Wednesday

Books

Dust, by Elizabeth Bear
I started to re-read this book in June, because it was the only spec fic book I had that had non-cis characters in it. I didn’t finish it before Continuum, the Spec Fic convention. Then I put it away, because it is not a compelling read, and because I have little time for the author personally.

However, it is a book about a dead spaceship and does have a character who does not have a pronoun and another who is referred to by gender neutral pronouns. The idea is much more interesting to me than the execution. I think a lot of this is just that Bear’s style of writing doesn’t suit my style of reading and there is a lot that I don’t get about the story. I don’t understand the ending, I don’t understand the character relationships. Also, I am wary of the story and the world that Bear has created because she said some very weird stuff about race years ago, about the time that I read this first time round. I was definitely reading for the treatment of the non-gender-normative characters.

Chill, by Elizabeth Bear
Already owning book 2, I decided that I would read it once I finished book 1. It was a little bit of a struggle because a lot of the characters spend most of the book missing someone who died in book 1 and I don’t quite understand why. I mean, I get that they loved her, but I don’t know why, or what it felt like to them. Even when it is explained.

Also, the book is way more about the interpersonal relationships of the Conn family that I thought it would be. There is just not the range of characters and character experience that I expected. A whole lot of the character introspection and engagement with the plot is based on centuries old issues with their dad. I’m fascinated by the way history changes and develops, which is what this series promised to be about, but it is not as much about that as I thought. Or, it’s about that in a different way, and it’s disappointing.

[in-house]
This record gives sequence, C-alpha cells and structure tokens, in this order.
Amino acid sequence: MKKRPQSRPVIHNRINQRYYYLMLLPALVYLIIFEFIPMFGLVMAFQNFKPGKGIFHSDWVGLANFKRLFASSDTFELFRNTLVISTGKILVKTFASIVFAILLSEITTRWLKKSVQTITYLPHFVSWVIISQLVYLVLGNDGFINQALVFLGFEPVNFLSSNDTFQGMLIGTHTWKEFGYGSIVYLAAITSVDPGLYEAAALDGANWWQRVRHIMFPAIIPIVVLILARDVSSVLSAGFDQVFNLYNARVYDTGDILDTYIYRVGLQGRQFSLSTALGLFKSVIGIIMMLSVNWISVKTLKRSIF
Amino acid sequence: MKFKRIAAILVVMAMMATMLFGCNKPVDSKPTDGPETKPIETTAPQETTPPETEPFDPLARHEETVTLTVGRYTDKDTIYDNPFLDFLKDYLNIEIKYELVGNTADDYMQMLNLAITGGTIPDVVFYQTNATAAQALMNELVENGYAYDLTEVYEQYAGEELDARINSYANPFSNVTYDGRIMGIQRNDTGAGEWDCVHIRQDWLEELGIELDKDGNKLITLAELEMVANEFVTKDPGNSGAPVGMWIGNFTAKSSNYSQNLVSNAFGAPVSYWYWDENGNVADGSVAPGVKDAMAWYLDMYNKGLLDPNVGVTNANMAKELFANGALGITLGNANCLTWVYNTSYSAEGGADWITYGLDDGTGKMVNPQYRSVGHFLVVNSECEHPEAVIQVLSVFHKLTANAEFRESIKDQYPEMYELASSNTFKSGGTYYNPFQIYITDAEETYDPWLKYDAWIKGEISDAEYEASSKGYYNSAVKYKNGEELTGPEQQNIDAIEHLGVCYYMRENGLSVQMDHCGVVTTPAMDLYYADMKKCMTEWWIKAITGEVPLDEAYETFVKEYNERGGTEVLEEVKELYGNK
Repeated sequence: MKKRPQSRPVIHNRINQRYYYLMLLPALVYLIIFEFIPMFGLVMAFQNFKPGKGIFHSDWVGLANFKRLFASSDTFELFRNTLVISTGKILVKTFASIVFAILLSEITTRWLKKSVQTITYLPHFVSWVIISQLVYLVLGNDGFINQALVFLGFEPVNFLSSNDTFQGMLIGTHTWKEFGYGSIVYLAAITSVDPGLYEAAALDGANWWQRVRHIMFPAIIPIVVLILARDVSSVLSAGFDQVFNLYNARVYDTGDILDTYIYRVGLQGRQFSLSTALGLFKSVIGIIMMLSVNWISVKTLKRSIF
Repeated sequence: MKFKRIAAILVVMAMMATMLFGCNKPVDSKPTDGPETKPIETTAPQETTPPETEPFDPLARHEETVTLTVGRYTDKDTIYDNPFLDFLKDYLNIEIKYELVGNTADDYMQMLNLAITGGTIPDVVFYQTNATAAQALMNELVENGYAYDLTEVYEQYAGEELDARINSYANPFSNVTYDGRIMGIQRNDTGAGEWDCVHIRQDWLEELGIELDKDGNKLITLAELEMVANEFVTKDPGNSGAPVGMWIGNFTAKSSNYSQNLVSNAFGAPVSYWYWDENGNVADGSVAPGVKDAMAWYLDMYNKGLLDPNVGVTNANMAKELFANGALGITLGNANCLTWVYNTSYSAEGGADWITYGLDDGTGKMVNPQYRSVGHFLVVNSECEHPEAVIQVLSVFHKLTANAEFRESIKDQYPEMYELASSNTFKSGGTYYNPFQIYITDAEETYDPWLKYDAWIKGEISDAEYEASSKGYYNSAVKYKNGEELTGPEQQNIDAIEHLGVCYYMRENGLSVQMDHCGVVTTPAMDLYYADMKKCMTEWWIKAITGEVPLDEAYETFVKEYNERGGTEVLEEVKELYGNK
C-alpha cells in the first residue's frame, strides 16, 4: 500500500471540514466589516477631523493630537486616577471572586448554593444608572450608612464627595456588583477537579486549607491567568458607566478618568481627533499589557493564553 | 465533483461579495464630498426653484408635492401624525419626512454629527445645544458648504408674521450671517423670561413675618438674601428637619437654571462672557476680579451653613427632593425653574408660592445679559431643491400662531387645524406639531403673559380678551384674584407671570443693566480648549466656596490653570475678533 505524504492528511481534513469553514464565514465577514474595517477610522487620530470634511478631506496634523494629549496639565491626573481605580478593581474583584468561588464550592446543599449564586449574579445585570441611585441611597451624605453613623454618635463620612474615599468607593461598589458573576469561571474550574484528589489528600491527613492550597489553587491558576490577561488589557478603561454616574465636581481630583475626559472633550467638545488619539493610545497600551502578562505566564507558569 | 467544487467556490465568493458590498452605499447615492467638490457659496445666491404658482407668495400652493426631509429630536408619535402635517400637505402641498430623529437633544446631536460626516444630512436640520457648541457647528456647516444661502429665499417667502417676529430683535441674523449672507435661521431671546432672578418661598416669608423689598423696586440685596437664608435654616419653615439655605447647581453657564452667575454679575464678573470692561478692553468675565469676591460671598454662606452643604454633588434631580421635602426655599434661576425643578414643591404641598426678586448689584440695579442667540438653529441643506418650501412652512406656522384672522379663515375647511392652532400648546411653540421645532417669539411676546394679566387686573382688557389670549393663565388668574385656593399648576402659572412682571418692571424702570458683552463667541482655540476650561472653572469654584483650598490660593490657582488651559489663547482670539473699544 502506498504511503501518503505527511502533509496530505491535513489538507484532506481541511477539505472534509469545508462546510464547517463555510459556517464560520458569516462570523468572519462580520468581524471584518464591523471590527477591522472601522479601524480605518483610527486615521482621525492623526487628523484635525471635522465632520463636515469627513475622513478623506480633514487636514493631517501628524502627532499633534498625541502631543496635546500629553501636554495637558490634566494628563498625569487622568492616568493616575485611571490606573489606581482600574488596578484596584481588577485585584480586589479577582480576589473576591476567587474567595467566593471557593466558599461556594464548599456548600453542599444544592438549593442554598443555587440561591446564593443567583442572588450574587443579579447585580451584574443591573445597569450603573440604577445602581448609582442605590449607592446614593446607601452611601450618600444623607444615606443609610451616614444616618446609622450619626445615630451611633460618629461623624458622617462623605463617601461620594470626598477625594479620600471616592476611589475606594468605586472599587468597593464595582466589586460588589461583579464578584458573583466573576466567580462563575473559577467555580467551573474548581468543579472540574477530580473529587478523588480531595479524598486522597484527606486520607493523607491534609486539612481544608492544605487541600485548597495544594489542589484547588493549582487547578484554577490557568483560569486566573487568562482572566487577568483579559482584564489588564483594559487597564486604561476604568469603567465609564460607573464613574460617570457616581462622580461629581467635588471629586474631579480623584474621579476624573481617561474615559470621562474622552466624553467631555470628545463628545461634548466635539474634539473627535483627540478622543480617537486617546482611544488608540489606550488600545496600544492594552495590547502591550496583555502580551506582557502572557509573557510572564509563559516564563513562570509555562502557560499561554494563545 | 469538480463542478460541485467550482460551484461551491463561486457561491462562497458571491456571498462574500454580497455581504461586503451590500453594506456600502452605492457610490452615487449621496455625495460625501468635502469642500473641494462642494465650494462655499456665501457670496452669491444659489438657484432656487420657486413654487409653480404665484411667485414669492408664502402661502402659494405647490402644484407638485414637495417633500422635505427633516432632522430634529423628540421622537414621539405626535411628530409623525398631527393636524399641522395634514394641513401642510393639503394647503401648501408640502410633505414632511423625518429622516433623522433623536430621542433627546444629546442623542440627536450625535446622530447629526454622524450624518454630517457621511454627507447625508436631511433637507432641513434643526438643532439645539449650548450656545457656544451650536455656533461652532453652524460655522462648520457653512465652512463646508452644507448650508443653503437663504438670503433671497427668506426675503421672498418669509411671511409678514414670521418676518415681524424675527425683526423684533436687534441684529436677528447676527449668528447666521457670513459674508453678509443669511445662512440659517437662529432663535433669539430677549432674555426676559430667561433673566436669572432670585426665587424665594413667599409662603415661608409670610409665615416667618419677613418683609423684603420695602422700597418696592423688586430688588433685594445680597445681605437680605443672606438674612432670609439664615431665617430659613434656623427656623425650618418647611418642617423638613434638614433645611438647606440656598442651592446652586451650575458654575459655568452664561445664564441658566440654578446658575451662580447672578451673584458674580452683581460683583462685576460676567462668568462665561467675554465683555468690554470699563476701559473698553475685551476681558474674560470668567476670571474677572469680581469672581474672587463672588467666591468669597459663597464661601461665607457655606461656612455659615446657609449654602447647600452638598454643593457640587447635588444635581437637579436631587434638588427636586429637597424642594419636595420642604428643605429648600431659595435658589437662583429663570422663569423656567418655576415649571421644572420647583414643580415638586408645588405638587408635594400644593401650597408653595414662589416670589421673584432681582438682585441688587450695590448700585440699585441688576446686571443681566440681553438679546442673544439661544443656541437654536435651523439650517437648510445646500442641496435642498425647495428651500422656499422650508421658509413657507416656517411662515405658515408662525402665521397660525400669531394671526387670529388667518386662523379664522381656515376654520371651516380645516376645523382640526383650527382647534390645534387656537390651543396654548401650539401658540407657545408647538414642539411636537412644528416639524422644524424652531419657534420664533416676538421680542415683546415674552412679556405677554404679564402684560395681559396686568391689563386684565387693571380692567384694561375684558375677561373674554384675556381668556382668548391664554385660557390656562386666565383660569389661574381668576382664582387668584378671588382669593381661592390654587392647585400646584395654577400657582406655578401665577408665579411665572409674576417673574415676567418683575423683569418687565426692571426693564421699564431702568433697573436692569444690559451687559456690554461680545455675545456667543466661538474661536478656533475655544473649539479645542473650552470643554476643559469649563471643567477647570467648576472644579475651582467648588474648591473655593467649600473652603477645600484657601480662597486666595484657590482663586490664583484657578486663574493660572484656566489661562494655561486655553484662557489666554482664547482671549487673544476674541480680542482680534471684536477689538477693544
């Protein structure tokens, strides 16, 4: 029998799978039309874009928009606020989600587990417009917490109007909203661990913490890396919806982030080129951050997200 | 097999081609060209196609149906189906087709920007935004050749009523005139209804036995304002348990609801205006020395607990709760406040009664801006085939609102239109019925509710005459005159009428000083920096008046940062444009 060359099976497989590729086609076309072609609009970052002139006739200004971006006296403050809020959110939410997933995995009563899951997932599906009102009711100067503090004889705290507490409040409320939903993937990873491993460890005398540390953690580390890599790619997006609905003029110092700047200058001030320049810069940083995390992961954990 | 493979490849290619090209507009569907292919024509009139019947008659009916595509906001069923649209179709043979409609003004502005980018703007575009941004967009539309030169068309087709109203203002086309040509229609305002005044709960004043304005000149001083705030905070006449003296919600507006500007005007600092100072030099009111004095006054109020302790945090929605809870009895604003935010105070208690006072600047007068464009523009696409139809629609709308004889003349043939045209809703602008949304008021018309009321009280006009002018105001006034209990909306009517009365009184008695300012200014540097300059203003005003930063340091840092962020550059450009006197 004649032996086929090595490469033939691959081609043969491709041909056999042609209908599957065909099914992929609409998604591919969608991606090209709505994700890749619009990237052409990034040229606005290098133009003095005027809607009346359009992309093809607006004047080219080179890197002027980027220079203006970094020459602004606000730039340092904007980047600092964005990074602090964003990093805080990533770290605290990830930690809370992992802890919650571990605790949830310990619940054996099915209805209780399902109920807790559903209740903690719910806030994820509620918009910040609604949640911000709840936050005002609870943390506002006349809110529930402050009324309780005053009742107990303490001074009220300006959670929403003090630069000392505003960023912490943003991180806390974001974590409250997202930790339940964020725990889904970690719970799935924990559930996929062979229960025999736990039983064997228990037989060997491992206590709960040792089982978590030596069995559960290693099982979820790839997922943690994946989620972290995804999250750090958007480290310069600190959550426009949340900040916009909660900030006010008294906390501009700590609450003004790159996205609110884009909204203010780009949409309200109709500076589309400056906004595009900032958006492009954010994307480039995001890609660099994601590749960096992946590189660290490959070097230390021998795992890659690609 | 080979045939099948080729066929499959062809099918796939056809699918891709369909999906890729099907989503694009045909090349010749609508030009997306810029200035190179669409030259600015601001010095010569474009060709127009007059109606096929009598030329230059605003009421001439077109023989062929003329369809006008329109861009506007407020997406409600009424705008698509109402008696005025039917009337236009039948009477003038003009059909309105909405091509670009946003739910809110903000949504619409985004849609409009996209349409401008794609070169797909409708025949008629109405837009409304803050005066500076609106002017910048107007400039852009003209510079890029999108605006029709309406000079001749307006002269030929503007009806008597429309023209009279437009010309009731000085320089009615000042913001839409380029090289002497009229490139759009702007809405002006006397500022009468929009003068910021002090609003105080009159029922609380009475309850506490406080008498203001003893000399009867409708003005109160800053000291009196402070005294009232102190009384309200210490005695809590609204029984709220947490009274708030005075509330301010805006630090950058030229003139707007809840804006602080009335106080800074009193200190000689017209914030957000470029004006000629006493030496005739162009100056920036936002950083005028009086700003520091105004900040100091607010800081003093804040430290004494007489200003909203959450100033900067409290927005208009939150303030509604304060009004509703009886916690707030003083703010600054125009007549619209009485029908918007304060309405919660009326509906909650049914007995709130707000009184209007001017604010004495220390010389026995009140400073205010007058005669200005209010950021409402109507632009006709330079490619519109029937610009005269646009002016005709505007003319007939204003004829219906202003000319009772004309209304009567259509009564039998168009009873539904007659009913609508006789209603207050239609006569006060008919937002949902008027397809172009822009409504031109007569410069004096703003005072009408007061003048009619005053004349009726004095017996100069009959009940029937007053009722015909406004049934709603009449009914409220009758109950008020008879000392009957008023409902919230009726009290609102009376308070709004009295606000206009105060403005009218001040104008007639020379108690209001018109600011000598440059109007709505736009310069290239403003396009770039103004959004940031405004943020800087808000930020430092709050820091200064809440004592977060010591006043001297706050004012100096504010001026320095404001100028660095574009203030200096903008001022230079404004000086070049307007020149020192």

I still don’t know whether I want to put myself through book 3. None of my libraries has it.

Films

Guardians of the Galaxy, directed by James Gunn
This was a fun film. It lacked any of the complexity or unexpected character moments that I would have expected from the other branch of Marvel movies; Captain America: Winter Soldier, Thor 2, Iron Man 3 and The Avengers all said something. Guardians of the Galaxy might have done something with the typical plot of selfish outlaw compelled to do their moral duty, al la Han Solo. But there was nothing complex in anything that happened. Even the characters didn’t seem to notice.

The opening is the white guy’s origin story. Which, given that it’s an ensemble film, serves almost entirely to mark Peter Quill as the main character. I would have much rather had some kind of contextualisation of the setting.

It is a lot of fun if you have no expectations. But not as much of a pay off for turning your brain off as Pirates of the Caribbean 4.

Leave a Reply

Your email address will not be published. Required fields are marked *